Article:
“The forest concession known as Dua Perkasa Lestari (DPL) has been marked as off-limits in all three releases of the Government’s moratorium map, a tool designed to reduce carbon emissions from deforestation and degradation, but satellite imagery from last week clearly show that burning and illegal clearing of Tripa’s peat swamp forests is still taking place. Furthermore, the DPL area has no clear HGU permit, it clearly lies within the Leuser Ecosystem protected by National Spatial Planning law 26/2007, and it contains peat over 3m deep. There are three companies that have been the major burning culprits, namely PT.SPS2, PT DPL and PT KA. We should pay greater attention to this because it is in violation of Law No. 32/2009 on the Environmental Protection and Management” explained Riswan Zen, a Senior GIS mapping expert from the Univeristy of North Sumatra.
“Over 25,000 people have already signed a petition calling for immediate action to halt the destruction of Tripa’s unique ecosystem, from within Tripa itself, from Aceh, from Indonesia, and from all over the world, contributing to the recent closure of the illegal PT Kallista Alam concession. Now we, together with the local community, are launching a new petition (at http://www.change.org/savetripa2) calling on Indonesia’s National Police to support the findings of the REDD+ Taskforce and the Ministry of Environment, and immediately escalate the cases under investigation to formal prosecutions. Much more still needs to be done to protect the remaining forests of Tripa, Aceh, and Indonesia as a whole. But the recent cancellation of the illegal PT Kallista Alam concession is an historic legal precedent for the country and it now needs to be followed up with the investigation and processing of all law breakers, and prosecution for their offences” Said Usman Hamid of Change.org Indonesia.
Its up to all of us to take action to protect the environment, and it can be as simple as signing a petition online, sharing it with your friends, tweeting and using social media to make our country a better place for all Indonesians,” said Melanie Subono. “I’m proud to have signed the petition to save Tripa and to see our laws finally being enforced. In fact, it is our duty as citizens to demand that our laws be upheld, especially those protecting the environment we all live in. Very soon I plan to visit Tripa and see the Orangutans, the forests, and the destruction still taking place with my own eyes. I’ll be going in close to 4 weeks time, and sincerely hope that before I get there, the National Police will have finally begun to take action on this globally important issue”
For further media comment or information, please contact:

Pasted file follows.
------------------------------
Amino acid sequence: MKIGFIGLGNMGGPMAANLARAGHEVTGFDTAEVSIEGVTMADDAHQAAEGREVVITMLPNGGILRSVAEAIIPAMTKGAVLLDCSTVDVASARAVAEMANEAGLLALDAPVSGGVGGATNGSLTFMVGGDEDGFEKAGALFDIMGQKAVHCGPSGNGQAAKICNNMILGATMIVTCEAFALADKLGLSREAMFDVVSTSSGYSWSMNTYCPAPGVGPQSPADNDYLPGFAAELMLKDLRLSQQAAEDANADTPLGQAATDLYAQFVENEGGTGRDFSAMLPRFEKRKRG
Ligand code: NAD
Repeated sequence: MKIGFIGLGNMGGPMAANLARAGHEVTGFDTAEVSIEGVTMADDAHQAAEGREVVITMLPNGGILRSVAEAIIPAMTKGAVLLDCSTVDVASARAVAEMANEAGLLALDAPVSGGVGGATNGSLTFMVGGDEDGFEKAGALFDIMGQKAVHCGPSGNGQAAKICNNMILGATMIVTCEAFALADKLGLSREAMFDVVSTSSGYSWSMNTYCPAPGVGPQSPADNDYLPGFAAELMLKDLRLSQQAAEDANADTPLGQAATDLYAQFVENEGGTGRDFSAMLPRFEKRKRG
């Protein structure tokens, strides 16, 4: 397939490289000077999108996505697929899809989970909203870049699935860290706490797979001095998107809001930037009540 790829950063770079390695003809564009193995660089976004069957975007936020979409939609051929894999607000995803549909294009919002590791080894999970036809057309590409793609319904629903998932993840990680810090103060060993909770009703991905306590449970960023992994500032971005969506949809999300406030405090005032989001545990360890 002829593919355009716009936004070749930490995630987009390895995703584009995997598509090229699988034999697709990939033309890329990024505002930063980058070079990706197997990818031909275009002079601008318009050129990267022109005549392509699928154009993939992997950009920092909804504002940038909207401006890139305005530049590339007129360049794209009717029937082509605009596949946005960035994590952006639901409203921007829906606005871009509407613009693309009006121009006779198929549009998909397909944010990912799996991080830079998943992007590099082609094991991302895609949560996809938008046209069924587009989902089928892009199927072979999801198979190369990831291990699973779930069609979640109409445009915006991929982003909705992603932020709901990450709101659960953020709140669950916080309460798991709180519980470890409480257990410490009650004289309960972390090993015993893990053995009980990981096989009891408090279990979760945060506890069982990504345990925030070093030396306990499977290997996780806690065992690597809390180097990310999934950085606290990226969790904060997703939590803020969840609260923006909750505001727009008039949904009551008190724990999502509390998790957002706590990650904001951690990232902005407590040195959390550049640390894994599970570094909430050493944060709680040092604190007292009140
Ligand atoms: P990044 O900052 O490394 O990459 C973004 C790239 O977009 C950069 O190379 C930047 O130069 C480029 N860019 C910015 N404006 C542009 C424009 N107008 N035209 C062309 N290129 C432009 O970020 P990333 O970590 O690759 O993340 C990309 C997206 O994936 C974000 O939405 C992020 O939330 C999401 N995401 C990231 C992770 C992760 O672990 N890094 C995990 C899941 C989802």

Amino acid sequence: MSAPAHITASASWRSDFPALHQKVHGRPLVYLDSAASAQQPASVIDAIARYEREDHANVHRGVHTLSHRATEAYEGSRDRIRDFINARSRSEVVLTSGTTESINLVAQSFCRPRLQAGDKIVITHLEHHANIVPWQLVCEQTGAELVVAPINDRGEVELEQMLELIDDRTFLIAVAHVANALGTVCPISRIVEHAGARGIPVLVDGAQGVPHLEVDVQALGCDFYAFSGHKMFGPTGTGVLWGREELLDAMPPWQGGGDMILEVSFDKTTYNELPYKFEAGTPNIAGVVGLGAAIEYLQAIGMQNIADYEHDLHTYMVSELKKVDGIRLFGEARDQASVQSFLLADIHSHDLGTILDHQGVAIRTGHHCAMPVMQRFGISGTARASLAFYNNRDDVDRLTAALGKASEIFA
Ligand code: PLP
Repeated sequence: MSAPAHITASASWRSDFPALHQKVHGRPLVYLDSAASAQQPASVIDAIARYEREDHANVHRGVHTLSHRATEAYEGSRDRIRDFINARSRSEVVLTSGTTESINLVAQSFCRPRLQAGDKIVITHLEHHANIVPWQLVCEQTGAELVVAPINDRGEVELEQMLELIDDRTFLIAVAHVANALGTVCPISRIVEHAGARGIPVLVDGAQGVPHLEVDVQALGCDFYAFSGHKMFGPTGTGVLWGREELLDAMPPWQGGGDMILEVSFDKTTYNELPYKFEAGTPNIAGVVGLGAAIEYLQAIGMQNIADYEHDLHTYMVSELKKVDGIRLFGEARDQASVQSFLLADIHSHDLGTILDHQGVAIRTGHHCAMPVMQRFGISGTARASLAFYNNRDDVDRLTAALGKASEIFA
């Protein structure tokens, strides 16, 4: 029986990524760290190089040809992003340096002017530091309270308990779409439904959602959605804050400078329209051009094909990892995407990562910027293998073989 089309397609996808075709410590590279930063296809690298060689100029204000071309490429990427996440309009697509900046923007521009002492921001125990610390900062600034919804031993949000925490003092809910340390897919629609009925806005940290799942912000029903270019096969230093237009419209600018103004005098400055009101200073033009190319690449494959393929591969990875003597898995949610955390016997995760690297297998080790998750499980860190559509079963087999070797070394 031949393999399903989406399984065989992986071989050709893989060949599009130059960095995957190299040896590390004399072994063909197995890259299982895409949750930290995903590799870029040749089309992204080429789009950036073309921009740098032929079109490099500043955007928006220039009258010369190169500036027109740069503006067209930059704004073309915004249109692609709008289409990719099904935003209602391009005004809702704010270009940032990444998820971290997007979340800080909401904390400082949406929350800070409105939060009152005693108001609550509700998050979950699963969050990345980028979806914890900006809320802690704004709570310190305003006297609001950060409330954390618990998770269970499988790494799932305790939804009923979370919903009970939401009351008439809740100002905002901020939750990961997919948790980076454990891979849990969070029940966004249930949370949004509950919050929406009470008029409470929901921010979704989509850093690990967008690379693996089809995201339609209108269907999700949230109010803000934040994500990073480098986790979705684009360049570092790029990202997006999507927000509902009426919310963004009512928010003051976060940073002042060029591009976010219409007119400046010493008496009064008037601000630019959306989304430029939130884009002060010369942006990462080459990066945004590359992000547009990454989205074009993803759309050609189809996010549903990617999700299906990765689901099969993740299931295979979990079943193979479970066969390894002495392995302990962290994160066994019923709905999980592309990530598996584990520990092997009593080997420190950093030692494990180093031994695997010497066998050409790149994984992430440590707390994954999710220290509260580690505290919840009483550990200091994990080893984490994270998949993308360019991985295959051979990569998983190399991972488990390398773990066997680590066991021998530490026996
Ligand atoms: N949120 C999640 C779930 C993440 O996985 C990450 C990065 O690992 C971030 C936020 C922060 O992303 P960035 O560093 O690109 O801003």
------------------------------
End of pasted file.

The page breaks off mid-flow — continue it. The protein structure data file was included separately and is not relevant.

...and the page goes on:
Dr Ian Singleton
Director of Conservation, Sumatran Orangutan Conservation Program
Forest Campaigner, WALHI Indonesia (Friends of the Earth Indonesia)
Political Campaigner, Greenpeace Indonesia
Nurdin Hasan | September 28, 2012
Banda Aceh. Aceh Governor Zaini Abdullah has revoked the business permit for a palm oil plantation in Rawa Dipa, a lush forest and peatland region in the province’s Nagan Raya district.
The move to close the estate, which is owned by plantation firm Kallista Alam, was hailed as a victory by environmentalists, who have sought to see the stretch of land protected.
Makmur Ibrahim, the Aceh administration’s legal and public relations bureau head, said that the governor signed the revocation letter on Thursday to comply with a ruling issued by the Medan High Court on Aug. 30, ordering the permit to be pulled.
“It’s not possible to file an appeal on the High Court’s ruling and that’s the basis of [our decision],” Makmur said on Friday. “All of PT Kallista’s activity on the 1,605-hectare plantation must stop. It will be a violation of the law if it continues to operate.”
He added that Aceh’s Forestry and Plantation Agency will monitor the company to ensure that it complies with the order.
The company obtained the permit to open the plantation from then governor Irwandi Yusuf in August 2011.
But the governor’s decision was met with protests by environmental activists who said that the area was the habitat of Sumatran orangutans, which are critically endangered, and other rare animals.
The Aceh chapter of the Indonesian Forum for the Environment (Walhi) dragged the governor to the Aceh state administrative court but the court rejected Walhi’s suit on April 3. Walhi then appealed the ruling to the Medan High Court.
Walhi Aceh praised the governor’s willingness to comply with the law.
“The order from the Medan High Court is clear that the Aceh governor has to revoke the permit for PT Kallista’s 1,605 hectare plantation in Rawa Tripa,” Walhi Aceh director T. Muhammad Zulfikar said. “The Aceh administration has to execute the ruling because if not, it will be in violation of the law.”
Zulfikar said that Rawa Tripa is part of the Leuser Ecosystem Area, which is considered a strategic national zone that is protected.
The permit originally allowed the firm to set up shop in the Tripa peat area, which was within the boundary of a deforestation moratorium area on a map that had been published in 2011. Critics claim that the permit should not have been issued because companies aren’t allowed to do damage to protected areas.
A government-formed task force later concluded that Kallista Alam had violated regulations by turning the swamp forest into a plantation.